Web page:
Each maintainer for such a collection would manually update their curated list of crates. Then someone (with specific needs) could go to that database and specify their search parameters for what their needs are, and get a list of collections that (should) suite their need.
I wrote a brain-dump of the idea here:
The basic idea is to have what I called "freighters" that are maintained by people with specific needs, though this could trivially be extended to have one freighter being maintained by core Rust members and be called something like "Main-stream crates" (though i think that term may have negative connotations these days..).
I always get a little weary when I see suggestions for a The One List of Approved crates, because it makes me fear that people who make specialized crates feel that their work will never be seen, so there's no point in working on them. (But this may just be me projecting).
I did have a Devious And Secret Plan(tm) with this whole idea: Crate developers may become aware of some of the quirky needs that exist out there, that they don't (but could) fulfill.
(I will stress though that since I wrote that original post, the number of accidental duplicates has been reduced dramatically. It's no longer as big of an issue as I found it to be back then).
I started working on such a database a while back, but got side-tracked by $DAYJOB, and have with time come to realize I would rather see something like that integrated into libs.rs or crates.io.
If I'm asked to develop an embedded product with specific constraints, I wold love to be able to go to Some Site(tm), and get a list of curated collections by some search parameter (like "embedded", "resource-constrained", "no-duplicates", "http-server", "no-gpl" (these would be collection tags, not crate tags)), then I'd browse through the list of collections, read their mission statement, and when I find one that matches our overall needs, do a final check to make sure the crates support the specific features we need.
In the same way, the vast majority of users could just go to some "blessed by core developers" collection on the same site.
For my "99.9%" use-cases I like idea of adding a "blue checkmark". But those aren't really the cases where I need help finding suitable crates -- my problem is finding crates for the 0.1% cases, and I fear those crates would be even more buried by a "blue checkmark" system.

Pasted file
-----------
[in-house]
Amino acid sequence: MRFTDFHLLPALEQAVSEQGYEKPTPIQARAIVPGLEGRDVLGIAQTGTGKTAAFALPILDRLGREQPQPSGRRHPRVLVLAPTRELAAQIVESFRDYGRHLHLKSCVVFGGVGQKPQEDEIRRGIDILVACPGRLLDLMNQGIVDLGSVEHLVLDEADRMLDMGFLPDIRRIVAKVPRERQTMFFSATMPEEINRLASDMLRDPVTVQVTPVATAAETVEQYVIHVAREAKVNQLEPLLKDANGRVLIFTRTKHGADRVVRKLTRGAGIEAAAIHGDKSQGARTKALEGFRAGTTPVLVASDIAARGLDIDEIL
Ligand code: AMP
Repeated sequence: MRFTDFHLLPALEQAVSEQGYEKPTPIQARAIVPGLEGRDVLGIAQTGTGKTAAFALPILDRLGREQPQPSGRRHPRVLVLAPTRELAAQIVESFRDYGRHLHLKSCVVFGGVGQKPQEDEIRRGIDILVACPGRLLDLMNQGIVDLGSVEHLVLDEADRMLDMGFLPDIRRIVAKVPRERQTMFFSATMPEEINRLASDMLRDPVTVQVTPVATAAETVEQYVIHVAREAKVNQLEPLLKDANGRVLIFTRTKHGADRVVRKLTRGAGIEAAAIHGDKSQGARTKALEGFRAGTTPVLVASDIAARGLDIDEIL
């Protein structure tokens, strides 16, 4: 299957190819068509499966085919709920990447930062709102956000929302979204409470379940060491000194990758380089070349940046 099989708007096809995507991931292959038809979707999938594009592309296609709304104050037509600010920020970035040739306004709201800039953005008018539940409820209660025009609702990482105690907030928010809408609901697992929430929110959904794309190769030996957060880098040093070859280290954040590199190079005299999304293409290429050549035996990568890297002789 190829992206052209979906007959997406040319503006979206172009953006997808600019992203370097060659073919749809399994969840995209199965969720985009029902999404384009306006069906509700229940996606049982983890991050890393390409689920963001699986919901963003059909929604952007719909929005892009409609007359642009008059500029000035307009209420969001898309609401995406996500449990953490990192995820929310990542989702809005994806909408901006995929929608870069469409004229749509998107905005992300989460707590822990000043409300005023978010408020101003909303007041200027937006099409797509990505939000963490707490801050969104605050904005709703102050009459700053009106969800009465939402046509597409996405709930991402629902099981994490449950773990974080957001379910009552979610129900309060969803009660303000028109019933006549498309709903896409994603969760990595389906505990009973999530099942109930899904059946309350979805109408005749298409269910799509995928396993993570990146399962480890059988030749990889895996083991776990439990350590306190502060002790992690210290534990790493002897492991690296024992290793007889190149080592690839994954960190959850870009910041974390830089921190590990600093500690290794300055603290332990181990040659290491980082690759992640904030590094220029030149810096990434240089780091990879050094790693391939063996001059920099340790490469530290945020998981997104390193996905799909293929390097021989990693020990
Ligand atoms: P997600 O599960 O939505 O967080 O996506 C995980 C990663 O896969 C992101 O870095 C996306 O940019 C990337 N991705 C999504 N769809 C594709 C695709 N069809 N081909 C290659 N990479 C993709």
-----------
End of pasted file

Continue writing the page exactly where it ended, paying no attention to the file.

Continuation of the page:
I'm less concerned about ranking than completeness. Ranking is more of a social media thing. Completeness is a quality thing. The object here is to provide an incentive for crate maintainers to do the last 5% of the job.
Just because a crate is not 1.0 does not mean it's not reliable/battle-tested (see: Hyper). Rather, I think 1.0 is more a promise that the API will not change in any significant way.
And in the Rust community seems like the 1.0 version is treated with even more caution than usual.
A hand-curated list of crates (like others mentioned in the previous comments) for various targets (embedded, constrained server environment, regular backend, etc etc) might be more effective than relying on the version number / download statistics.
I think a great way to do this is not just to have a list but to write a book about the topic, using those crates.
Like how there's not some list of "send a pull request to add your CLI crate!" (which is better as crate metadata), but there's Getting started - Command Line Applications in Rust that gives an opinionated take on "here's how to do this kind of task, using these crates that we recommend".
What I'd like to get past is lore-based programming. As in "everybody knows hyper is stable even it it's below 1.0". Lack of a stability guarantee is a negative for organization adoption of Rust.
It took years for the language and compiler people to get their side settled. Remember when every time you downloaded a new compiler, you had to change your code? Remember all those "only works in nighly"crates? We're past that stage. Now the crates need to settle, too.
I agree (and probably others do as well) that tribal knowledge helps no one. It would be great if it were (somehow) explicit what crates are “stable”, just not sure what the best way is. Also, there’s nothing anyone can do to force maintainers to go to 1.0; it’s at their discretion how they want to run their project. Though writing up some recommended guidelines around stability guarantees that maintainers can choose to follow more closely would be nice. Is there not such a doc floating around already? I haven’t seen one.